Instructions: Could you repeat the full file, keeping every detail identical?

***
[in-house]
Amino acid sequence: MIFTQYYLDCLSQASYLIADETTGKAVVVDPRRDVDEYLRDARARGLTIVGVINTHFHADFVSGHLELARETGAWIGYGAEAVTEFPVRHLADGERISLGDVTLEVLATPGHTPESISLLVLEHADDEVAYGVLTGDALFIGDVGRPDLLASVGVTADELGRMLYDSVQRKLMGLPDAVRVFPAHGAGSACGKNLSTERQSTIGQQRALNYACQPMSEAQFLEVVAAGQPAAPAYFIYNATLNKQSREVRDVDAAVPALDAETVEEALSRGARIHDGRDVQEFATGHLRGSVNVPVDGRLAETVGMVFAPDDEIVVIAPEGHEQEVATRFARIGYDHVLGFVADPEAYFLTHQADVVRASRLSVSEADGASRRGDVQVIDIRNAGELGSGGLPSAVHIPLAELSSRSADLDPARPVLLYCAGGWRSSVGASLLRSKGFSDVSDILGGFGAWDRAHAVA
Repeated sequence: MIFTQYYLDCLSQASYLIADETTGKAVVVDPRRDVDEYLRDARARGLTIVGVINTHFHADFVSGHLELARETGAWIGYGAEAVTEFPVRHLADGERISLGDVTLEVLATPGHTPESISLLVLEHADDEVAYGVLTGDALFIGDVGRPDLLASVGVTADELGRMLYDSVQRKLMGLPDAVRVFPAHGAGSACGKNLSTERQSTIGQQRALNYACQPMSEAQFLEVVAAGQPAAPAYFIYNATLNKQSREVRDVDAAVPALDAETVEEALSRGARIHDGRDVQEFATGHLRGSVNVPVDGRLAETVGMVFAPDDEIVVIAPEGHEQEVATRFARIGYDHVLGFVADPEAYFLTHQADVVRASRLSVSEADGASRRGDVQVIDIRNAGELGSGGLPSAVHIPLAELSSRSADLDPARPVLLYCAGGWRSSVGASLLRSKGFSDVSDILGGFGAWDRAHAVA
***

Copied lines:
[in-house]
Amino acid sequence: MIFTQYYLDCLSQASYLIADETTGKAVVVDPRRDVDEYLRDARARGLTIVGVINTHFHADFVSGHLELARETGAWIGYGAEAVTEFPVRHLADGERISLGDVTLEVLATPGHTPESISLLVLEHADDEVAYGVLTGDALFIGDVGRPDLLASVGVTADELGRMLYDSVQRKLMGLPDAVRVFPAHGAGSACGKNLSTERQSTIGQQRALNYACQPMSEAQFLEVVAAGQPAAPAYFIYNATLNKQSREVRDVDAAVPALDAETVEEALSRGARIHDGRDVQEFATGHLRGSVNVPVDGRLAETVGMVFAPDDEIVVIAPEGHEQEVATRFARIGYDHVLGFVADPEAYFLTHQADVVRASRLSVSEADGASRRGDVQVIDIRNAGELGSGGLPSAVHIPLAELSSRSADLDPARPVLLYCAGGWRSSVGASLLRSKGFSDVSDILGGFGAWDRAHAVA
Repeated sequence: MIFTQYYLDCLSQASYLIADETTGKAVVVDPRRDVDEYLRDARARGLTIVGVINTHFHADFVSGHLELARETGAWIGYGAEAVTEFPVRHLADGERISLGDVTLEVLATPGHTPESISLLVLEHADDEVAYGVLTGDALFIGDVGRPDLLASVGVTADELGRMLYDSVQRKLMGLPDAVRVFPAHGAGSACGKNLSTERQSTIGQQRALNYACQPMSEAQFLEVVAAGQPAAPAYFIYNATLNKQSREVRDVDAAVPALDAETVEEALSRGARIHDGRDVQEFATGHLRGSVNVPVDGRLAETVGMVFAPDDEIVVIAPEGHEQEVATRFARIGYDHVLGFVADPEAYFLTHQADVVRASRLSVSEADGASRRGDVQVIDIRNAGELGSGGLPSAVHIPLAELSSRSADLDPARPVLLYCAGGWRSSVGASLLRSKGFSDVSDILGGFGAWDRAHAVA